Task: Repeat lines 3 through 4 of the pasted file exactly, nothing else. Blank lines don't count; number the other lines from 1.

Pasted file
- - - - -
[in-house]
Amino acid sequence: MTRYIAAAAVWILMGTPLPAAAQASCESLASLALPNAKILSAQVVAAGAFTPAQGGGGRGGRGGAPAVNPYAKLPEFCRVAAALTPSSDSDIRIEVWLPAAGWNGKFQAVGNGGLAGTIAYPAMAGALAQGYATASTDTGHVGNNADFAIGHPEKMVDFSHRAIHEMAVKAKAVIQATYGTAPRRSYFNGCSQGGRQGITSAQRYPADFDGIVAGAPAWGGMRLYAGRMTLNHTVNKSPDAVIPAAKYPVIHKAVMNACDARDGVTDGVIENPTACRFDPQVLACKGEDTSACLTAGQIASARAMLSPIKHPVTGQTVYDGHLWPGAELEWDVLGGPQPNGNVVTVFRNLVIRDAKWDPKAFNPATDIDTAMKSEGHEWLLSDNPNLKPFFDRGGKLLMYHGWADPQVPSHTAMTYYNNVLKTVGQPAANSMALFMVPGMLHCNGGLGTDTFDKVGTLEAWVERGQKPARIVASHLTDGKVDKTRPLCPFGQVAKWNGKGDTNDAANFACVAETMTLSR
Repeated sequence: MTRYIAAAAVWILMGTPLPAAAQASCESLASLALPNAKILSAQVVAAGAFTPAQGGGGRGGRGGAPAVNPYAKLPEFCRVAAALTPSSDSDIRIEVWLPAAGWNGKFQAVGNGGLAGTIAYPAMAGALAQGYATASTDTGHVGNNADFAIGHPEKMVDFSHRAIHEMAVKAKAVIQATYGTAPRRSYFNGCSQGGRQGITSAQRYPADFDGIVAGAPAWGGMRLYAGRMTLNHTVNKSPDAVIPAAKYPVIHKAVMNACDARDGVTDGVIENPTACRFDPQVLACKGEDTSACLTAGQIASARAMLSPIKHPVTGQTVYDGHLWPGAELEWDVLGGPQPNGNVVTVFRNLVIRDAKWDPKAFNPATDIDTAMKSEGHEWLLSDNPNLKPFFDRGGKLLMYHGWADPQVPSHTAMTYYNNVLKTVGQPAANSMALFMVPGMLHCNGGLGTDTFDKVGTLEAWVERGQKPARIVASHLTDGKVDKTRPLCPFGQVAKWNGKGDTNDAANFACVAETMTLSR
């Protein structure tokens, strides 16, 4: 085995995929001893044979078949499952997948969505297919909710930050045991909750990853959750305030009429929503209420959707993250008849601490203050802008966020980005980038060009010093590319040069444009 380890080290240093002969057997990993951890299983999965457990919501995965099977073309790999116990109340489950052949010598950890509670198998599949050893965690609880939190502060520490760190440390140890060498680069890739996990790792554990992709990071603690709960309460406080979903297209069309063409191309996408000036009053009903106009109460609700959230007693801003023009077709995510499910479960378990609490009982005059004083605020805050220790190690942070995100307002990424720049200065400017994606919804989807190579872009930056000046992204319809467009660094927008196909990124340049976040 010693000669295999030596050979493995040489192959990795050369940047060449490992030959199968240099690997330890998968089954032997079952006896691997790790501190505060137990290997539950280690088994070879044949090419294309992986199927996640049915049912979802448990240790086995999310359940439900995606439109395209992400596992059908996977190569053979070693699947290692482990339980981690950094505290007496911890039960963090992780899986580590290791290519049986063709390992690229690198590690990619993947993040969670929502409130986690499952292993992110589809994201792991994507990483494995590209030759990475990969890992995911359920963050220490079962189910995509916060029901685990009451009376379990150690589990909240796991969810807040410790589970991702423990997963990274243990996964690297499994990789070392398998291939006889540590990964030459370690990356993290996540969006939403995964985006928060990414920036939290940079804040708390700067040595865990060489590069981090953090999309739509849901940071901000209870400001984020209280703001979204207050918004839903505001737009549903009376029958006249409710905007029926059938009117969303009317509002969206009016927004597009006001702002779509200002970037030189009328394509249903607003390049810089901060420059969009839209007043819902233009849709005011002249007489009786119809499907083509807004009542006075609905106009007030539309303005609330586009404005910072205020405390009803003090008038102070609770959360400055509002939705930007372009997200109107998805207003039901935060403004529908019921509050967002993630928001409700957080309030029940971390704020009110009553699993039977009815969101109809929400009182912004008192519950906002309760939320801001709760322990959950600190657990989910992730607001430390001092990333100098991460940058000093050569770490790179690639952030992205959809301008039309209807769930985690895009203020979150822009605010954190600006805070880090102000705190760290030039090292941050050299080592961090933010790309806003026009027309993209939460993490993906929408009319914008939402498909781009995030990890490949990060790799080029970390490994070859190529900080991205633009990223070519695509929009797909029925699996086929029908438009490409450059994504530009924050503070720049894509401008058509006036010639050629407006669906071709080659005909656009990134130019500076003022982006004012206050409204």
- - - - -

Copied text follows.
Repeated sequence: MTRYIAAAAVWILMGTPLPAAAQASCESLASLALPNAKILSAQVVAAGAFTPAQGGGGRGGRGGAPAVNPYAKLPEFCRVAAALTPSSDSDIRIEVWLPAAGWNGKFQAVGNGGLAGTIAYPAMAGALAQGYATASTDTGHVGNNADFAIGHPEKMVDFSHRAIHEMAVKAKAVIQATYGTAPRRSYFNGCSQGGRQGITSAQRYPADFDGIVAGAPAWGGMRLYAGRMTLNHTVNKSPDAVIPAAKYPVIHKAVMNACDARDGVTDGVIENPTACRFDPQVLACKGEDTSACLTAGQIASARAMLSPIKHPVTGQTVYDGHLWPGAELEWDVLGGPQPNGNVVTVFRNLVIRDAKWDPKAFNPATDIDTAMKSEGHEWLLSDNPNLKPFFDRGGKLLMYHGWADPQVPSHTAMTYYNNVLKTVGQPAANSMALFMVPGMLHCNGGLGTDTFDKVGTLEAWVERGQKPARIVASHLTDGKVDKTRPLCPFGQVAKWNGKGDTNDAANFACVAETMTLSR
């Protein structure tokens, strides 16, 4: 085995995929001893044979078949499952997948969505297919909710930050045991909750990853959750305030009429929503209420959707993250008849601490203050802008966020980005980038060009010093590319040069444009 380890080290240093002969057997990993951890299983999965457990919501995965099977073309790999116990109340489950052949010598950890509670198998599949050893965690609880939190502060520490760190440390140890060498680069890739996990790792554990992709990071603690709960309460406080979903297209069309063409191309996408000036009053009903106009109460609700959230007693801003023009077709995510499910479960378990609490009982005059004083605020805050220790190690942070995100307002990424720049200065400017994606919804989807190579872009930056000046992204319809467009660094927008196909990124340049976040 010693000669295999030596050979493995040489192959990795050369940047060449490992030959199968240099690997330890998968089954032997079952006896691997790790501190505060137990290997539950280690088994070879044949090419294309992986199927996640049915049912979802448990240790086995999310359940439900995606439109395209992400596992059908996977190569053979070693699947290692482990339980981690950094505290007496911890039960963090992780899986580590290791290519049986063709390992690229690198590690990619993947993040969670929502409130986690499952292993992110589809994201792991994507990483494995590209030759990475990969890992995911359920963050220490079962189910995509916060029901685990009451009376379990150690589990909240796991969810807040410790589970991702423990997963990274243990996964690297499994990789070392398998291939006889540590990964030459370690990356993290996540969006939403995964985006928060990414920036939290940079804040708390700067040595865990060489590069981090953090999309739509849901940071901000209870400001984020209280703001979204207050918004839903505001737009549903009376029958006249409710905007029926059938009117969303009317509002969206009016927004597009006001702002779509200002970037030189009328394509249903607003390049810089901060420059969009839209007043819902233009849709005011002249007489009786119809499907083509807004009542006075609905106009007030539309303005609330586009404005910072205020405390009803003090008038102070609770959360400055509002939705930007372009997200109107998805207003039901935060403004529908019921509050967002993630928001409700957080309030029940971390704020009110009553699993039977009815969101109809929400009182912004008192519950906002309760939320801001709760322990959950600190657990989910992730607001430390001092990333100098991460940058000093050569770490790179690639952030992205959809301008039309209807769930985690895009203020979150822009605010954190600006805070880090102000705190760290030039090292941050050299080592961090933010790309806003026009027309993209939460993490993906929408009319914008939402498909781009995030990890490949990060790799080029970390490994070859190529900080991205633009990223070519695509929009797909029925699996086929029908438009490409450059994504530009924050503070720049894509401008058509006036010639050629407006669906071709080659005909656009990134130019500076003022982006004012206050409204």